• La Nouba by Cirque du Soleil – opened December 23, 1998, and closed after December 31, 2017.[30]


Of the thirty-four resorts and hotels on the Walt Disney World property, 28 are owned and operated by Walt Disney Parks, Experiences and Consumer Products. These are classified into four categories—Deluxe, Moderate, Value, and Disney Vacation Club Villas—and are located in one of five resort areas: the Magic Kingdom, Epcot, Wide World of Sports, Animal Kingdom, or Disney Springs resort areas. There is also the Other Select Deluxe Resorts category used to describe two resorts in the Epcot Resorts Area that carry Walt Disney World branding, but are managed by a third-party.

While all of the Deluxe resort hotels have achieved an AAA Four Diamond rating, Disney's Grand Floridian Resort & Spa is considered the highest-tier flagship luxury resort on the Walt Disney World Resort complex.[31]

On-site Disney resorts

Name Opening date Theme Number of rooms Resort Area
Deluxe resorts
Disney's Animal Kingdom LodgeApril 16, 2001African Wildlife preserve1,307Animal Kingdom
Disney's Beach Club ResortNovember 19, 1990Newport Beach cottage576Epcot
Disney's BoardWalk InnJuly 1, 1996Early-20th-century Atlantic and Ocean City378
Disney's Contemporary ResortOctober 1, 1971Modern655Magic Kingdom
Disney's Grand Floridian Resort & SpaJuly 1, 1988Early-20th-century Florida867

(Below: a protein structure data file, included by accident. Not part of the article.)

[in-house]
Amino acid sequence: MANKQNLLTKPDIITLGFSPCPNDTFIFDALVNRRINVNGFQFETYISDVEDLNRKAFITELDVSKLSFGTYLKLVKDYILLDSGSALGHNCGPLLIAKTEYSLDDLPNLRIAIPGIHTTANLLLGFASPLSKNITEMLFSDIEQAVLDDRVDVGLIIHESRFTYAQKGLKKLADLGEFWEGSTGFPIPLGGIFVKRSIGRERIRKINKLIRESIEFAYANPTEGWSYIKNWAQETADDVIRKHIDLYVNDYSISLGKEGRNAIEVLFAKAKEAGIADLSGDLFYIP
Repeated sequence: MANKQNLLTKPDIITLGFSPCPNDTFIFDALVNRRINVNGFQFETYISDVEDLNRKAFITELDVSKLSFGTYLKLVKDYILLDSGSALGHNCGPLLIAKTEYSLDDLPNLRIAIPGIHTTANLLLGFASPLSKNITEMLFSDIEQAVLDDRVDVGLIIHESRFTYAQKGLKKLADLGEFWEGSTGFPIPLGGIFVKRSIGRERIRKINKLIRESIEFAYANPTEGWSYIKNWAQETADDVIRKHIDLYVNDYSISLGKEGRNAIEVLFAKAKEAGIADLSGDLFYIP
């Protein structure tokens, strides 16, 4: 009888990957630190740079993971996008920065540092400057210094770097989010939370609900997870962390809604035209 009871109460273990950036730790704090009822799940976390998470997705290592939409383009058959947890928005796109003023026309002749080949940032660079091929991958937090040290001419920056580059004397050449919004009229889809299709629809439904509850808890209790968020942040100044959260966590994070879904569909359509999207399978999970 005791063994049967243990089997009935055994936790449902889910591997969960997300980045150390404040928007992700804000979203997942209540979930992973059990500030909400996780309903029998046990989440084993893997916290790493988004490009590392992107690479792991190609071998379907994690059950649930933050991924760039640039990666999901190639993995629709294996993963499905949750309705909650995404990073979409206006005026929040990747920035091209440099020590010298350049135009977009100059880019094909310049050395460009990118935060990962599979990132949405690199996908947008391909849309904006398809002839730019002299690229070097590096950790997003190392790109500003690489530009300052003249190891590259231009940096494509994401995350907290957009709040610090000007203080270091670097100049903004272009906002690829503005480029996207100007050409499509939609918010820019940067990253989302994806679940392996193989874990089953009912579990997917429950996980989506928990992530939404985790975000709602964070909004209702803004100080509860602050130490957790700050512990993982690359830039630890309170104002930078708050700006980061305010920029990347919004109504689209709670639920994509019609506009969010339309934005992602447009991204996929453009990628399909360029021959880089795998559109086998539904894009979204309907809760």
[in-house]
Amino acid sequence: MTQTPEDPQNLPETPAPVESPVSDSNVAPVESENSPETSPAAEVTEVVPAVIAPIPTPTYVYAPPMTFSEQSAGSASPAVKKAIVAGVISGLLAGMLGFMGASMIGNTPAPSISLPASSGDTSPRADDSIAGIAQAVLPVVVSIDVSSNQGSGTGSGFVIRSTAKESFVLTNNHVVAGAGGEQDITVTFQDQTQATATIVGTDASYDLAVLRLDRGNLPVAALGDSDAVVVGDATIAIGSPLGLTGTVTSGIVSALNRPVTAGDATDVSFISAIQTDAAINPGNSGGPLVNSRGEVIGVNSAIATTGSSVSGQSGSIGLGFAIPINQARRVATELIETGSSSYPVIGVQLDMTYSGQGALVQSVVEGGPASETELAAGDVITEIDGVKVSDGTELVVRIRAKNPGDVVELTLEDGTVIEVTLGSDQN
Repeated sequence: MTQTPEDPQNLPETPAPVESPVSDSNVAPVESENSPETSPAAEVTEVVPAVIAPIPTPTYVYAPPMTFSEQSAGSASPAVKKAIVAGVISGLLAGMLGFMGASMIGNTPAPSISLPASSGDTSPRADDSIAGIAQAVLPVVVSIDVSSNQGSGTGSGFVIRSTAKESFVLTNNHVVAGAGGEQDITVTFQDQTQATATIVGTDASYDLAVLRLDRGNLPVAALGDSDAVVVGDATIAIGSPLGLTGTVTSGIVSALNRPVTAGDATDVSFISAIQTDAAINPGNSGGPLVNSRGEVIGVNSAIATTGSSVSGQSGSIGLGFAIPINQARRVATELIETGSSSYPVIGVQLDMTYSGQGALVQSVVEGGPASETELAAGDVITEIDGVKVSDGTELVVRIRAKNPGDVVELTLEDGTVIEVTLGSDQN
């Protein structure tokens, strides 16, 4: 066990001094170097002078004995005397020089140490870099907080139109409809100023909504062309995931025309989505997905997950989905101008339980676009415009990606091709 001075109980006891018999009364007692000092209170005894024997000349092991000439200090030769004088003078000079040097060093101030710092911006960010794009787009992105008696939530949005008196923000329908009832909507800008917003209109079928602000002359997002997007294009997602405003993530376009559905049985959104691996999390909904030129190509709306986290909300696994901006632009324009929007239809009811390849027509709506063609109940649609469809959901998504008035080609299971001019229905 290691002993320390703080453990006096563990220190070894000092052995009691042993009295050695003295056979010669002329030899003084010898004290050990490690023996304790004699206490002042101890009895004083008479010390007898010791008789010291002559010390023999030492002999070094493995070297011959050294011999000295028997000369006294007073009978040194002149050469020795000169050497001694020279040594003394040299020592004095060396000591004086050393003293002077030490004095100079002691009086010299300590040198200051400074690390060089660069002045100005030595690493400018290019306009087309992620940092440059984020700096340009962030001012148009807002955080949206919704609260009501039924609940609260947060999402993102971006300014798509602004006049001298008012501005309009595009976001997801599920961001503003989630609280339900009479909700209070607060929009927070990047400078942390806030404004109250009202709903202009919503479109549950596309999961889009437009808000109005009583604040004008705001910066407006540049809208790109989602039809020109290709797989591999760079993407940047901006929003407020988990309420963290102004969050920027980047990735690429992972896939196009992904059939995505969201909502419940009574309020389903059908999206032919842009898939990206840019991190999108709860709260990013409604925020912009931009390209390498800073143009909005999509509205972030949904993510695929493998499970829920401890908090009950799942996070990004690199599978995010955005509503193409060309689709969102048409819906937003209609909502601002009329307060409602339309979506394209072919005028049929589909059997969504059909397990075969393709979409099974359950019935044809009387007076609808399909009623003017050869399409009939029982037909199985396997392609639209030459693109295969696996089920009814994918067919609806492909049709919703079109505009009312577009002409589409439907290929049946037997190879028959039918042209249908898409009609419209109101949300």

Disney's Polynesian Village ResortOctober 1, 1971South Seas492
Disney's Wilderness LodgeMay 28, 1994Pacific Northwest, National Park Service rustic729
Disney's Yacht Club ResortNovember 5, 1990Martha's Vineyard Resort621Epcot
Star Wars: Galactic StarcruiserTBAStar Wars starshipTBA
Moderate resorts
Disney's Caribbean Beach ResortOctober 1, 1988Caribbean Islands1,536Epcot
Disney's Coronado Springs ResortAugust 1, 1997Mexico, American Southwest1,915Animal Kingdom
Disney's Port Orleans Resort – French QuarterMay 17, 1991New Orleans French Quarter1,008Disney Springs
Disney's Port Orleans Resort – RiversideFebruary 2, 1992Antebellum South2,048
Value resorts
Disney's All-Star Movies ResortJanuary 15, 1999Disney films1,920Animal Kingdom
Disney's All-Star Music ResortNovember 22, 1994Music1,604
Disney's All-Star Sports ResortApril 24, 1994Sports1,920
Disney's Art of Animation ResortMay 31, 2012Disney and Pixar animated films1,984Wide World of Sports
Disney's Pop Century ResortDecember 14, 200320th Century American pop culture2,880
Disney Vacation Club
Bay Lake Tower at Disney's Contemporary ResortAugust 4, 2009Modern428Magic Kingdom
Disney's Animal Kingdom VillasAugust 15, 2007African safari lodge708Animal Kingdom
Disney's Beach Club VillasJuly 1, 2002Newport resort282Epcot
Disney's BoardWalk VillasJuly 1, 1996Early-20th-century Atlantic City530
Disney's Old Key West ResortDecember 20, 1991Early-20th-century Key West761Disney Springs
Disney's Polynesian Villas & BungalowsApril 1, 2015South Seas380Magic Kingdom